ODESSA — Eight foreign reporters were prohibited from entering the southern Ukrainian city of Odessa to cover the events commemorating the second anniversary of the massacre in the city, a lawyer representing one of the people accused of involvement in the deadly events said Monday.
“About eight journalists were not allowed to enter [the city],” Kirill Shevchuk told RIA Novosti.
He added that the reporters, including those from Poland, France, the Netherlands and Germany, were turned back at passport control in Odessa’s airport.
On May 2, 2014, pro-Kiev radicals blocked anti-government protesters in Odessa’s House of Trade Unions and set the building on fire by hurling Molotov cocktails inside. According to the official data, 48 people died and more than 250 were injured in the fire. No perpetrators have been brought to justice.
The mourning rally was scheduled for 2 p.m. local time (11:00 GMT), but because of an alleged bomb threat local authorities blocked the access to the tragedy site for people who wanted to commemorate the victims of the massacre.
Even as May Day protests were expected in cities across the world on Sunday, as economic crises and a rise in unemployment have fuelled anti-government sentiment, Brazil saw some radically different scenes.
Hundreds of thousands of people marched in Brazil’s main cities on International Workers’ Day in a show of support for the embattled President Dilma Rousseff.
Protests were seen in 16 of the country’s 27 states, called by Central Union of Workers (CUT) and numerous other labor and left-wing organizations.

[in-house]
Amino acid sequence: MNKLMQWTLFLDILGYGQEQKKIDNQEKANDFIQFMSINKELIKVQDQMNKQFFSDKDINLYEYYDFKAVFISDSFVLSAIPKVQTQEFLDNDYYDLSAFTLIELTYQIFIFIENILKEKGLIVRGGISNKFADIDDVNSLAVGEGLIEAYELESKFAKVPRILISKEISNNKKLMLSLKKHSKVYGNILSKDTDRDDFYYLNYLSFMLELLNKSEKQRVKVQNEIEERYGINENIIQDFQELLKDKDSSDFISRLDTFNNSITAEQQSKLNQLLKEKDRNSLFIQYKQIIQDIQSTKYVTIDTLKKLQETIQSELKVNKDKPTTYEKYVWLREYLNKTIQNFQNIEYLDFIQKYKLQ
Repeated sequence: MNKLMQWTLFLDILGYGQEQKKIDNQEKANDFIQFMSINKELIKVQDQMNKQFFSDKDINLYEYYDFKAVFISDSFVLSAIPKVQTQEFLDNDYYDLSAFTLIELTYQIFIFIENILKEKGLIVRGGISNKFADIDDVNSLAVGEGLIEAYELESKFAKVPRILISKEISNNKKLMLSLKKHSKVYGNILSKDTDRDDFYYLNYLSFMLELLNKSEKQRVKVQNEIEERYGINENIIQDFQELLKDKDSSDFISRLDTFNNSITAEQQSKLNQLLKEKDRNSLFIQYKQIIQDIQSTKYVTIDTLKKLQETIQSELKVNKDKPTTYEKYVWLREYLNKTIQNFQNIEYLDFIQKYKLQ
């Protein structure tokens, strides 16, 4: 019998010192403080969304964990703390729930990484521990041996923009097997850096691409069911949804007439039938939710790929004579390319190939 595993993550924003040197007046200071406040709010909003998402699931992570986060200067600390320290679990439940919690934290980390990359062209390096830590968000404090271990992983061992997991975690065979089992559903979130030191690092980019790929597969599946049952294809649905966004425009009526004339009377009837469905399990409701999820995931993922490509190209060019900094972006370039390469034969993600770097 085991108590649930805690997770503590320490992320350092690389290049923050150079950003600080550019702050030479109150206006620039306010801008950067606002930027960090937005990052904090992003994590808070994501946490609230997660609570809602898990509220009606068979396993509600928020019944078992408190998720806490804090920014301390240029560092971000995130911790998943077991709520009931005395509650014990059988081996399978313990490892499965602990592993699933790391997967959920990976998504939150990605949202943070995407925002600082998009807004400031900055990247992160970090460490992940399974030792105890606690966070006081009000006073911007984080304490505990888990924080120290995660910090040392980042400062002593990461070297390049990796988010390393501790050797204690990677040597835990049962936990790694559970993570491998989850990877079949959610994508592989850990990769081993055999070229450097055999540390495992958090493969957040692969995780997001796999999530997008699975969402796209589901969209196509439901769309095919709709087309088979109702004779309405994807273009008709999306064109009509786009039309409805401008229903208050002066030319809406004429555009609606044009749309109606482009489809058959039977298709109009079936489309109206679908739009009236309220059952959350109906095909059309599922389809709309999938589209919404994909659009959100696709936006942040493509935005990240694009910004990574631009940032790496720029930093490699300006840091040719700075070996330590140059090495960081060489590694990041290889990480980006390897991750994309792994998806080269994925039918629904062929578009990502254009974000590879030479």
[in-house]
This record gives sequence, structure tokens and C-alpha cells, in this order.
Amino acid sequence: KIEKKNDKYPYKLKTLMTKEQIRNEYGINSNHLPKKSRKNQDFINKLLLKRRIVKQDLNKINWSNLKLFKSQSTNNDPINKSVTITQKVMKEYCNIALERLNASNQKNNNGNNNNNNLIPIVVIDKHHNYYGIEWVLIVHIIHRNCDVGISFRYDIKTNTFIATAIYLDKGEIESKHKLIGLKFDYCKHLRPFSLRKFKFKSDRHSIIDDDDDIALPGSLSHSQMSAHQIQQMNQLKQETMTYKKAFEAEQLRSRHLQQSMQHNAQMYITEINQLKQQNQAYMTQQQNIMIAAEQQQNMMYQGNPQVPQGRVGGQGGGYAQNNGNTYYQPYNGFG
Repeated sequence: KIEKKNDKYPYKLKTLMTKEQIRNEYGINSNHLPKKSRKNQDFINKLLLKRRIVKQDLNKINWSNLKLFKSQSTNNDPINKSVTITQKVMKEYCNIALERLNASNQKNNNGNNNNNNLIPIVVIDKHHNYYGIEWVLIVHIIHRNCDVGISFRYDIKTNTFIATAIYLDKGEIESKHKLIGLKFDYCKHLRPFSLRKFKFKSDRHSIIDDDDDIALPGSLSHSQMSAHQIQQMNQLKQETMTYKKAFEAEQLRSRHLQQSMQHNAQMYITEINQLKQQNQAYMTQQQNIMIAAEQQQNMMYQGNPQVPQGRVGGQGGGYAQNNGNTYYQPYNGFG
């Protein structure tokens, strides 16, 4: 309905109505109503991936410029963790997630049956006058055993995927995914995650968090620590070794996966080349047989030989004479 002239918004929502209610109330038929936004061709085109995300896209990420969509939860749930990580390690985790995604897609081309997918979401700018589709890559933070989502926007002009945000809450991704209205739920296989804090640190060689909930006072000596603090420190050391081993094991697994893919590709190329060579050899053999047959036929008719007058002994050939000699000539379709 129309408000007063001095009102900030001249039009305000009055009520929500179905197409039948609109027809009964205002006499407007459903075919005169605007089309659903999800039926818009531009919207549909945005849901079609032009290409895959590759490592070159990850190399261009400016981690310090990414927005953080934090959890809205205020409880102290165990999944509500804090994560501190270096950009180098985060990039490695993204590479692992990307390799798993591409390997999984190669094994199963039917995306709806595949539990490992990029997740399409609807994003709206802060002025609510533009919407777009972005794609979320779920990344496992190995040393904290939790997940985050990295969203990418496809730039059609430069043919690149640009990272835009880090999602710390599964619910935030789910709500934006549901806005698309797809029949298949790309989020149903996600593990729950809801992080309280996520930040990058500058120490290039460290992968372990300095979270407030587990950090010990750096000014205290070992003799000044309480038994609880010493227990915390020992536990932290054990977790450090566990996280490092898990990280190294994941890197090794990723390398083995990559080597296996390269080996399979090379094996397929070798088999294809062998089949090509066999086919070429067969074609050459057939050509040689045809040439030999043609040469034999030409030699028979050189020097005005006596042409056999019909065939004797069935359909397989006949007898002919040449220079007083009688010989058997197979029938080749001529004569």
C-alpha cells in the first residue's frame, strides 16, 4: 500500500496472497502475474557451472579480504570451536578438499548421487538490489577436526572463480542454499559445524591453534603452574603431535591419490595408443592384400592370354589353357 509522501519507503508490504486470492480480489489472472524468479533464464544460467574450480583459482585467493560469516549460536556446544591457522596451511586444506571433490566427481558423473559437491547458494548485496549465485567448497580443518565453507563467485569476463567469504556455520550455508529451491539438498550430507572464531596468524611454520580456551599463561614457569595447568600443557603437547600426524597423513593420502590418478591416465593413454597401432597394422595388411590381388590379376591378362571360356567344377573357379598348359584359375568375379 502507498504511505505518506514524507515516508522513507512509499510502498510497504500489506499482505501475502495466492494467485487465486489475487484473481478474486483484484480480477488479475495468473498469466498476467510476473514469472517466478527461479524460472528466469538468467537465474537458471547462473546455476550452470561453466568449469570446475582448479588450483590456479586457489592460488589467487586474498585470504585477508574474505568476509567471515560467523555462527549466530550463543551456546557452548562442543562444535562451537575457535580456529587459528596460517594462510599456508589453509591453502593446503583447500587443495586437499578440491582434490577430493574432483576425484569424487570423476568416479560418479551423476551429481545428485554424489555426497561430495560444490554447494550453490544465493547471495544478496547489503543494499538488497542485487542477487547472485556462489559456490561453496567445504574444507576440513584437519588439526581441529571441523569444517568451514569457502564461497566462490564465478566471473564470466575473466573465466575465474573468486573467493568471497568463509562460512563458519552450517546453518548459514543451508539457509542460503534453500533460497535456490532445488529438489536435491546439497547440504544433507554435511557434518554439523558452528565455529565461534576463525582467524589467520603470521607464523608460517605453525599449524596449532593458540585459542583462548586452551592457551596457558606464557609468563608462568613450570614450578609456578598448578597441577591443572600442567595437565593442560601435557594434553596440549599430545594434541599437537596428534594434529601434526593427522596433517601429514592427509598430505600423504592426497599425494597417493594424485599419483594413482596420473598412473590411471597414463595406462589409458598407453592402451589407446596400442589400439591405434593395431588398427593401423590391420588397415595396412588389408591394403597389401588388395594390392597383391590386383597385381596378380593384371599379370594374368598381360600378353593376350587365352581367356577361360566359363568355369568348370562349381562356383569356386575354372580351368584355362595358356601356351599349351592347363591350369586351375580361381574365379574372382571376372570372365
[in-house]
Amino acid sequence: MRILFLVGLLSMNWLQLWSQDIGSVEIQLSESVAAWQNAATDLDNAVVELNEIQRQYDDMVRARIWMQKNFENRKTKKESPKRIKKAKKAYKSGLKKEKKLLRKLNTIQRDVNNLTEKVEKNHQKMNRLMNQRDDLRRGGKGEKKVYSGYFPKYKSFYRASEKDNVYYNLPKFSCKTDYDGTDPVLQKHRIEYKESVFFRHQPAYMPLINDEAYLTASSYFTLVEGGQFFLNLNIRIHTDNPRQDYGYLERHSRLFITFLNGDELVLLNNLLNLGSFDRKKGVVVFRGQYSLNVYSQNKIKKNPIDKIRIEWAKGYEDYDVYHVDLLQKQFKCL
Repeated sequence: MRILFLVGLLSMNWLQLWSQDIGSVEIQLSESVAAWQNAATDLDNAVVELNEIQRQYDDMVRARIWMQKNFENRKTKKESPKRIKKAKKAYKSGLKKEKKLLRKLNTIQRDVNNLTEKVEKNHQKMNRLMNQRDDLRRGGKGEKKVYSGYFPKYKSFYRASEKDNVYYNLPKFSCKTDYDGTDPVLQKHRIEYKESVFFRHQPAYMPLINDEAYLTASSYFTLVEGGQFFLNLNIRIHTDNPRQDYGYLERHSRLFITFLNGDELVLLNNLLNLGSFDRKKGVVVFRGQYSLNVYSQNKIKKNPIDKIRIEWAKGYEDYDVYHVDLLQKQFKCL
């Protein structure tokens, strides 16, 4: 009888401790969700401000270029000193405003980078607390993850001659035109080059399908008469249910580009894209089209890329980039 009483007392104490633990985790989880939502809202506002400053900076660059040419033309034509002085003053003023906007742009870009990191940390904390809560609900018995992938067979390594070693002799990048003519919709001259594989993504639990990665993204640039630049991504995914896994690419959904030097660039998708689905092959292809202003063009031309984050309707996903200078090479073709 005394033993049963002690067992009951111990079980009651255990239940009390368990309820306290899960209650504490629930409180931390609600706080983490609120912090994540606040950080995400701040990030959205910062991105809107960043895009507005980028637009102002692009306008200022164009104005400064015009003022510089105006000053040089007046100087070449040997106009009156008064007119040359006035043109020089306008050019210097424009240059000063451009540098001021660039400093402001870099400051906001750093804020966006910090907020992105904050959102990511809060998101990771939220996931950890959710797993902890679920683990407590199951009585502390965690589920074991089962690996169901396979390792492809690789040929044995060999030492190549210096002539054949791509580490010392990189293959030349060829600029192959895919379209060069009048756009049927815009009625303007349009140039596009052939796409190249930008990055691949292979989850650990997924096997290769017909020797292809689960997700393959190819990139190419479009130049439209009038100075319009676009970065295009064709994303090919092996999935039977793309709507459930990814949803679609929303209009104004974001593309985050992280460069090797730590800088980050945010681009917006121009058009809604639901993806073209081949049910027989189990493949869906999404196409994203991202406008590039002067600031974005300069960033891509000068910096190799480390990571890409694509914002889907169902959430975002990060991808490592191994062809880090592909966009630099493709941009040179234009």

The support for the embattled leftist leader Rousseff in Brazil was in sharp contrast to France which was on high alert after protests against planned labour changes this week sparked a frenzy, with cars set on fire and dozens of police officers being injured in Paris in clashes with protesters.
On Sunday, the Brazilian city of Sao Paulo saw the largest march with around 100,000 people, according to organizers, in three separate marches.
Rousseff appeared at the CUT march in Sao Paulo, alongside the mayor of Sao Paulo, Fernando Haddad, and the president of the Workers’ Party, Rui Falcao.
During a speech to the crowd, Rousseff announced a new policy measure, according to Brazilian daily O Globo, saying that her flagship social welfare program Bolsa Familia would be increased by 9 per cent.
Bolsa Familia is an ambitious cash-transfer scheme that has helped elevate millions of Brazilians out of poverty. Funds are channelled through the mothers of poor and working-class families.